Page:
What a piece of dreck. Mountain Dew took a bastardization of adorable and previously-popular Super Bowl commercial icons (a puppy, a monkey and a baby) and (poorly) transmuted the parts into a monster of Frankenstein-ish anthropomorphic nightmare in order to plug their new “Kickstart,” a concoction of Mountain Dew, juice and caffeine. The spot boasted these were “three awesome things combined.” Maybe … but not in the form of this 30 second ad.

The geniuses behind this monstrosity (BBDO New York) had to have either been on an all night bender or severely idea-/oxygen-deprived to come up with this. From any vantage point the ad is hideous. $5 million was handed over to air this … ??? Not to mention the cost of BBDO New York coming up with the concept and nurturing it from idea to final product. But it was the Mountain Dew suits’ money to spend as they saw fit, no one else’s. Whatever floats your boat.

Look: The point of an advertisement is to 1) get an audience interested in one’s product, 2) be creative, and 3) leave an impression. Don’t get me wrong; this commercial did all those things. Just not in a manner Mountain Dew envisioned. As an audience member I was 1) interested in never having to be subjected to it again, 2) hoping its creativity doesn’t keep me up at night, and 3) left with an impression akin to a bad taste in my mouth. So … Mountain Dew? Mission accomplished, I guess.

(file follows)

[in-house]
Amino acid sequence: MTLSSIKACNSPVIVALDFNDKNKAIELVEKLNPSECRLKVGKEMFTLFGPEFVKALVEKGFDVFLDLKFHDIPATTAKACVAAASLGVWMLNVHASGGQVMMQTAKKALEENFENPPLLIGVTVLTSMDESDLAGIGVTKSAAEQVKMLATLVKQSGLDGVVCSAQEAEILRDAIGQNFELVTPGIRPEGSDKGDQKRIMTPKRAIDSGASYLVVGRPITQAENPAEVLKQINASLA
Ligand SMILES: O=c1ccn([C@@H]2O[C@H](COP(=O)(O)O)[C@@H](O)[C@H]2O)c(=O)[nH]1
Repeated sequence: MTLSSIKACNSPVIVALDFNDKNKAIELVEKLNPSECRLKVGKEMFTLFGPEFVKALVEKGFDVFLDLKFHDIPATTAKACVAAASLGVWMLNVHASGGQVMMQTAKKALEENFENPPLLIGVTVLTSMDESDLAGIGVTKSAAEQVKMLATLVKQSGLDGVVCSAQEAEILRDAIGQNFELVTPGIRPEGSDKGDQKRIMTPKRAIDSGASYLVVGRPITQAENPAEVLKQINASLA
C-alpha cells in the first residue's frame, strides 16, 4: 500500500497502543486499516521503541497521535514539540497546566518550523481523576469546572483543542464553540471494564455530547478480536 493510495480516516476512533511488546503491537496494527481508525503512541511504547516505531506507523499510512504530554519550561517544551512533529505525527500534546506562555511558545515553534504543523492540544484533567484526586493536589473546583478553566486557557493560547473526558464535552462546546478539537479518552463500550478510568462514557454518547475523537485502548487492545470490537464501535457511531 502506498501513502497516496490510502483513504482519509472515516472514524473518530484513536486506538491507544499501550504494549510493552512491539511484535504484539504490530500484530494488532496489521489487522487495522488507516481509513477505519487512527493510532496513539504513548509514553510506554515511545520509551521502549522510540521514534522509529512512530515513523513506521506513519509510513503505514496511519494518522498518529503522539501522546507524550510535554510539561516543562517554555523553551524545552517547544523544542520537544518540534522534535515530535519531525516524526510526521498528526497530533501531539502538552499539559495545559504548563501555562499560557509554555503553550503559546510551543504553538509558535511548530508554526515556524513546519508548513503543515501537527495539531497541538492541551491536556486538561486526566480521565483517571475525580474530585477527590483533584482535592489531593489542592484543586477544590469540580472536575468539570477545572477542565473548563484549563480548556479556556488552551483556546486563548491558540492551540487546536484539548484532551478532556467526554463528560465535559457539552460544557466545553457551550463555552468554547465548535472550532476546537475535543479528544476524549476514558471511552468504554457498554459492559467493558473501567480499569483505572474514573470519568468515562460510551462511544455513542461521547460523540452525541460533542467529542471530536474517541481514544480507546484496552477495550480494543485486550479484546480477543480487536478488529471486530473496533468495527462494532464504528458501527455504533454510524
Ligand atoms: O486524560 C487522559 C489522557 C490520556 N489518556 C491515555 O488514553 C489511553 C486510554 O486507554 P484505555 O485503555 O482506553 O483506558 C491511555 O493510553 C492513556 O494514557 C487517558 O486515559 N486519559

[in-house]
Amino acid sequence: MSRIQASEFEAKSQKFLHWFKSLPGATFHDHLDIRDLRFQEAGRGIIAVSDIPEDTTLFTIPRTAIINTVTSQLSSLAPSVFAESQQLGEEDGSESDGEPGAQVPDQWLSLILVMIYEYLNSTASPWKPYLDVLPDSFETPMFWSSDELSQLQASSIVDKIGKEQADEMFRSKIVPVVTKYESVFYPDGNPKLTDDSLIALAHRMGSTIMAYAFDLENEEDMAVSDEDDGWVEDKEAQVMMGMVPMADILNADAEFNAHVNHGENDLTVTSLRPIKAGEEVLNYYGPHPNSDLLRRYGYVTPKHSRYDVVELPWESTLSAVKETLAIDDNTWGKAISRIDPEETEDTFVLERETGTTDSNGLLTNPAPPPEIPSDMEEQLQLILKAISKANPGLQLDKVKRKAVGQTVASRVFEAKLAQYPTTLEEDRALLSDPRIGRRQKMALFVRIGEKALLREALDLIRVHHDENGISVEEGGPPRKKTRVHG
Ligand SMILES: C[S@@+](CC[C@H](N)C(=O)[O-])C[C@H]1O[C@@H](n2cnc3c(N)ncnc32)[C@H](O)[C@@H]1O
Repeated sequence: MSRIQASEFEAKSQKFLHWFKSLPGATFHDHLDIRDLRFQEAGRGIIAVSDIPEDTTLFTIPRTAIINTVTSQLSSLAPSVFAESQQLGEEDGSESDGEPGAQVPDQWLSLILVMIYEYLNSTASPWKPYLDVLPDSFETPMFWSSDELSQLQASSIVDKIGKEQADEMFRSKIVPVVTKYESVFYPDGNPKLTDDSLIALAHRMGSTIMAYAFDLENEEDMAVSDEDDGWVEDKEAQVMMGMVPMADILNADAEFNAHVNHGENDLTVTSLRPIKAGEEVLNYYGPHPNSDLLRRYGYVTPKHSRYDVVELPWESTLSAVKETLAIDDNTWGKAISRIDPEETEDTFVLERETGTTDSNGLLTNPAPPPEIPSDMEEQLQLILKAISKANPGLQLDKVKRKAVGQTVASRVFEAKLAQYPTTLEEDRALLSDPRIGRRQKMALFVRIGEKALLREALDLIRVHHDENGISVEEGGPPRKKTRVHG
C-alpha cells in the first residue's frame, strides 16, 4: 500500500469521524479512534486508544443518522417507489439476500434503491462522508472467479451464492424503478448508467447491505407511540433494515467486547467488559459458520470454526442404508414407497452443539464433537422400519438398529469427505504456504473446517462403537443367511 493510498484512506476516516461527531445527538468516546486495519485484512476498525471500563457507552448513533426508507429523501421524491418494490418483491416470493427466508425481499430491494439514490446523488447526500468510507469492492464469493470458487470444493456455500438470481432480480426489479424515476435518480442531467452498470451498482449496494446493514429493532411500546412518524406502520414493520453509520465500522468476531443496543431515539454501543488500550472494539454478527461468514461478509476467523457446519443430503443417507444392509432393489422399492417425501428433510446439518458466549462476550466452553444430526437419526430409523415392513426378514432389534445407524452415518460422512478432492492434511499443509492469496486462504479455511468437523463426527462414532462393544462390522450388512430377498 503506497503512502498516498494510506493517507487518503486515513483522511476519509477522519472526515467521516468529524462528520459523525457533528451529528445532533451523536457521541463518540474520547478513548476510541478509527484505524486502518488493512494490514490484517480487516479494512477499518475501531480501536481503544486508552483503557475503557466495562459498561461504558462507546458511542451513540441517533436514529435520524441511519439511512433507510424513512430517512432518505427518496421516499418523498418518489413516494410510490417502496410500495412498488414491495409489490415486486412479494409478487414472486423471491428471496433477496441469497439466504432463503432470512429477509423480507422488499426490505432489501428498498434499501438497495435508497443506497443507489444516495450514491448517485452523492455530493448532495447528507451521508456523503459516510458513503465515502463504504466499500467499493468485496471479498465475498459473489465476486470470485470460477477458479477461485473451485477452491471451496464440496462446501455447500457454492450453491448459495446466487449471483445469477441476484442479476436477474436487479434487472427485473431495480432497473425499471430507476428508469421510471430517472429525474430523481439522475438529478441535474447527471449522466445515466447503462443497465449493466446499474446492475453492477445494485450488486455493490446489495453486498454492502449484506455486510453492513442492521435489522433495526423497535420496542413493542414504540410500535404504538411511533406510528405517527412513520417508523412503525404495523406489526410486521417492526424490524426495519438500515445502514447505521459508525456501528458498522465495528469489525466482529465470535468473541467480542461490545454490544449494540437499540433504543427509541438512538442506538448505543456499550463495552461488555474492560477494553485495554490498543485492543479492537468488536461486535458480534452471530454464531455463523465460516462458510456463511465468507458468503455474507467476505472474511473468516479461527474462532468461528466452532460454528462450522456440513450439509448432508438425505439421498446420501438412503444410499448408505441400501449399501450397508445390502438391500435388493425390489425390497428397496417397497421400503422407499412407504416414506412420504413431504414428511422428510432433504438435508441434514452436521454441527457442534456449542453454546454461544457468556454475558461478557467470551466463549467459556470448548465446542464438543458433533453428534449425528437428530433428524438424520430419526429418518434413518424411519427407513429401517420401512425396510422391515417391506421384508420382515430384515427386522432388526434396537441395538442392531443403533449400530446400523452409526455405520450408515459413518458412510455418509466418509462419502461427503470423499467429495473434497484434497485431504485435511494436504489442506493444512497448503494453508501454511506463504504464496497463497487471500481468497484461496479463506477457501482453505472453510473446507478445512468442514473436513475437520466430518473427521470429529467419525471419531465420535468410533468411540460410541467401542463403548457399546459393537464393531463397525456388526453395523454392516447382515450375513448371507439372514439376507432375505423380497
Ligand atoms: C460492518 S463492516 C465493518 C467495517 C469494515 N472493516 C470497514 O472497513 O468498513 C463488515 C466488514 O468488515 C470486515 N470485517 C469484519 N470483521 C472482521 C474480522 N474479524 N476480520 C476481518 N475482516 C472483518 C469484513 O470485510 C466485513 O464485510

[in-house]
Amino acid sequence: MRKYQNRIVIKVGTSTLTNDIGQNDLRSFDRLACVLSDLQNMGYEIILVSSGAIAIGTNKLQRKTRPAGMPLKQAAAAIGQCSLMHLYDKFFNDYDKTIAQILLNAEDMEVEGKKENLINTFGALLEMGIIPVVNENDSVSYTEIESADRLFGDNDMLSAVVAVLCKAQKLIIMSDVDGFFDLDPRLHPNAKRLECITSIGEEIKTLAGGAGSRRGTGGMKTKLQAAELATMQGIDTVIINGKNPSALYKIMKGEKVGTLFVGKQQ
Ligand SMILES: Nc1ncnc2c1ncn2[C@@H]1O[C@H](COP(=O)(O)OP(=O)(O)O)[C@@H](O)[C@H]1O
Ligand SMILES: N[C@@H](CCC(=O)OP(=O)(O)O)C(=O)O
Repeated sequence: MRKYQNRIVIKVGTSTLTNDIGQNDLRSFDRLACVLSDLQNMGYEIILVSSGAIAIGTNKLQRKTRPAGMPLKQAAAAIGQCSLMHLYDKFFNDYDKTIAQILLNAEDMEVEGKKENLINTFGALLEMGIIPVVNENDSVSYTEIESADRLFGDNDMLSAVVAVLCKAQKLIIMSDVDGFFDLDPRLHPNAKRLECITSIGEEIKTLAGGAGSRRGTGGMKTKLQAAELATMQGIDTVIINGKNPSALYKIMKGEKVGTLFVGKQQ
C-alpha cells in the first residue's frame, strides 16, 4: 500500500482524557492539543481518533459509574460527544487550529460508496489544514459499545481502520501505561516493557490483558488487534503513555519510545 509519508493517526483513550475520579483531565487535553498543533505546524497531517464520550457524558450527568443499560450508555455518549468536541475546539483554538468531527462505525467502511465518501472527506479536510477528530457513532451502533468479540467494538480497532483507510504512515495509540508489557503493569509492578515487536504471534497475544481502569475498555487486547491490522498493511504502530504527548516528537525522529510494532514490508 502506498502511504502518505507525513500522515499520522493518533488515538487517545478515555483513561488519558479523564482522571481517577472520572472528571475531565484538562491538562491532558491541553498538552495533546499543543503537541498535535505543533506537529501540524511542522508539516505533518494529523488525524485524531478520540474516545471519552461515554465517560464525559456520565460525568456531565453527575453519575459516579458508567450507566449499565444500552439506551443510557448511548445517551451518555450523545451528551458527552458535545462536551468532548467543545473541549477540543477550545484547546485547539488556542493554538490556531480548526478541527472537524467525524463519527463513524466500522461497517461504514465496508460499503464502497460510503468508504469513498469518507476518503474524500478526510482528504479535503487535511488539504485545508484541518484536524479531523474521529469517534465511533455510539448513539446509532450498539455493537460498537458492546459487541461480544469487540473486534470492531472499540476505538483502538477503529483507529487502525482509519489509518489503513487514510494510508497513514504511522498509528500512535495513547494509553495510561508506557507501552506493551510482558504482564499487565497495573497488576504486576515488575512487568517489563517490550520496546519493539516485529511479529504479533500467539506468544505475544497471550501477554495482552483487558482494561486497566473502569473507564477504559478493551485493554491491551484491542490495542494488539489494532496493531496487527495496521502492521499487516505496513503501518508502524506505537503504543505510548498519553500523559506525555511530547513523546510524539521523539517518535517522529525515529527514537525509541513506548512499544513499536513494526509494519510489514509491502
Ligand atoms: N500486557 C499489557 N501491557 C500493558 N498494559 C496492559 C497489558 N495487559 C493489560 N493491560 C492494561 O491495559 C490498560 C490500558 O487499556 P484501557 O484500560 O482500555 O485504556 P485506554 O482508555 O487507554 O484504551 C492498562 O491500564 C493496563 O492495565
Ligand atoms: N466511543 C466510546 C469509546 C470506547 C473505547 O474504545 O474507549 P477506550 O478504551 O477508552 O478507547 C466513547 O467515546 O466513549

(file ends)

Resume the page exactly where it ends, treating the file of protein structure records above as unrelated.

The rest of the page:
One person on Twitter last night hit the nail on the head: “Kill #puppymonkeybaby with fire.” Now that’s a great idea.

Oh … one last item of note: There were a couple of terrific bookend commercials during the Super Bowl’s broadcast you might not have realized were conjoined. Helen Mirren’s Budweiser scolding to those who might get on the road intoxicated after the game and former Denver team owner Pat Bowlen’s wife Annabel demonstrating when too much Botox and plastic surgery go south, causing her to forget which of the two team camps she was planted in.



Wait … what? You mean that wasn’t a spot for the dangers of wrinkle-ridding medications and cosmetic alteration? Well I’ll be …